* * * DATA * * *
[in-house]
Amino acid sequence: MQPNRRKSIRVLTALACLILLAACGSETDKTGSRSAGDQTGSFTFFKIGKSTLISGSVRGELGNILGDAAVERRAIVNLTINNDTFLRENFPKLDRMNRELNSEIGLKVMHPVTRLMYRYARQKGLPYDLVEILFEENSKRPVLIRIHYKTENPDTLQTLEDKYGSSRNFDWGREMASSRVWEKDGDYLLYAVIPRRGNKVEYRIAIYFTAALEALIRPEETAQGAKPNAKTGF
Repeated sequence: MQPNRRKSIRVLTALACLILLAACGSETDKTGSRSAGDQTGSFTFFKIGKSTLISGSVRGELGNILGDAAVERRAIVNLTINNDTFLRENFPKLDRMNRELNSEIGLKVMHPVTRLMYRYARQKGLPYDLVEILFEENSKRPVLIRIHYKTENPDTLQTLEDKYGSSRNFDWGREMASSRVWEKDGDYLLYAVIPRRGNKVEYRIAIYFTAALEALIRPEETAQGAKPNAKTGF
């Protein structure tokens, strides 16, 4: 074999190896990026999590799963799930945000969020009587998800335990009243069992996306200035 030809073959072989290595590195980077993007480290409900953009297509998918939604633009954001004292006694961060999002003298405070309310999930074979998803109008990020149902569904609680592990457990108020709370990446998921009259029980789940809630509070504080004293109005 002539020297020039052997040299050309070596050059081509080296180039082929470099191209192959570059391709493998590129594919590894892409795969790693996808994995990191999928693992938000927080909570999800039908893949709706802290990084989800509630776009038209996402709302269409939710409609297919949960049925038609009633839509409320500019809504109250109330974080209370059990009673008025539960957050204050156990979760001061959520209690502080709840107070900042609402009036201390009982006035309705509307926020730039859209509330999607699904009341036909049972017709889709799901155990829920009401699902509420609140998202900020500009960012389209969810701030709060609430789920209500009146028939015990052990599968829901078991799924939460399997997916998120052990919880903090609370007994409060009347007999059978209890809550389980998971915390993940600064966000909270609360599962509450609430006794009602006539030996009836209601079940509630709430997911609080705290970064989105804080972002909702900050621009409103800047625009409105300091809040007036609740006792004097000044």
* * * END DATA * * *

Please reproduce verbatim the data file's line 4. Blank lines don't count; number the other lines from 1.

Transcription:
């Protein structure tokens, strides 16, 4: 074999190896990026999590799963799930945000969020009587998800335990009243069992996306200035 030809073959072989290595590195980077993007480290409900953009297509998918939604633009954001004292006694961060999002003298405070309310999930074979998803109008990020149902569904609680592990457990108020709370990446998921009259029980789940809630509070504080004293109005 002539020297020039052997040299050309070596050059081509080296180039082929470099191209192959570059391709493998590129594919590894892409795969790693996808994995990191999928693992938000927080909570999800039908893949709706802290990084989800509630776009038209996402709302269409939710409609297919949960049925038609009633839509409320500019809504109250109330974080209370059990009673008025539960957050204050156990979760001061959520209690502080709840107070900042609402009036201390009982006035309705509307926020730039859209509330999607699904009341036909049972017709889709799901155990829920009401699902509420609140998202900020500009960012389209969810701030709060609430789920209500009146028939015990052990599968829901078991799924939460399997997916998120052990919880903090609370007994409060009347007999059978209890809550389980998971915390993940600064966000909270609360599962509450609430006794009602006539030996009836209601079940509630709430997911609080705290970064989105804080972002909702900050621009409103800047625009409105300091809040007036609740006792004097000044």